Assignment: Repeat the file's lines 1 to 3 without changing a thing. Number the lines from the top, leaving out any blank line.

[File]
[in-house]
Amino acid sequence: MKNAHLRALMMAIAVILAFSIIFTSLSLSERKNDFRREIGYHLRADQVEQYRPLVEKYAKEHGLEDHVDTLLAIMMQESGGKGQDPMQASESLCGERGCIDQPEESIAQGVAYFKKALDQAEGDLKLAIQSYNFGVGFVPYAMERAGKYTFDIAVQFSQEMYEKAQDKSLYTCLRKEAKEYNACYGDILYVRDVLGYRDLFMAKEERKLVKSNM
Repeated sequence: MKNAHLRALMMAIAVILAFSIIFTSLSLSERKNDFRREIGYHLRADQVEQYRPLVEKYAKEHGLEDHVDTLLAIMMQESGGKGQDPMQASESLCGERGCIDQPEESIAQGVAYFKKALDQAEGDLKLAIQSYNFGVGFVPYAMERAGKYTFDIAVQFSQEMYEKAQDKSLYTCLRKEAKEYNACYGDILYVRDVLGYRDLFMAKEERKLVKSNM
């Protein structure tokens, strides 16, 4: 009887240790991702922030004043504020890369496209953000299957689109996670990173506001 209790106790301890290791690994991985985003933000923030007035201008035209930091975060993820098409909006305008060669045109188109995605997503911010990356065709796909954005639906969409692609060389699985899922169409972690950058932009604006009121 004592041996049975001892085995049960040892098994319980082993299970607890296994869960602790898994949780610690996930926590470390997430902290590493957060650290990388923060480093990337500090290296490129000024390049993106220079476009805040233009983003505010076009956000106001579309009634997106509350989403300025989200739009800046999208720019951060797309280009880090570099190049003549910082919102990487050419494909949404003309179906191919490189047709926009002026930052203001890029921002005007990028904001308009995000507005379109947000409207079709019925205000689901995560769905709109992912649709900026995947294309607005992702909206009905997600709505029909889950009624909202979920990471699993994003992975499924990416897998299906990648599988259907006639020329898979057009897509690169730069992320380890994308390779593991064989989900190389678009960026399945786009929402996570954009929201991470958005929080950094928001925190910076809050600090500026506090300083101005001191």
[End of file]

[in-house]
Amino acid sequence: MKNAHLRALMMAIAVILAFSIIFTSLSLSERKNDFRREIGYHLRADQVEQYRPLVEKYAKEHGLEDHVDTLLAIMMQESGGKGQDPMQASESLCGERGCIDQPEESIAQGVAYFKKALDQAEGDLKLAIQSYNFGVGFVPYAMERAGKYTFDIAVQFSQEMYEKAQDKSLYTCLRKEAKEYNACYGDILYVRDVLGYRDLFMAKEERKLVKSNM
Repeated sequence: MKNAHLRALMMAIAVILAFSIIFTSLSLSERKNDFRREIGYHLRADQVEQYRPLVEKYAKEHGLEDHVDTLLAIMMQESGGKGQDPMQASESLCGERGCIDQPEESIAQGVAYFKKALDQAEGDLKLAIQSYNFGVGFVPYAMERAGKYTFDIAVQFSQEMYEKAQDKSLYTCLRKEAKEYNACYGDILYVRDVLGYRDLFMAKEERKLVKSNM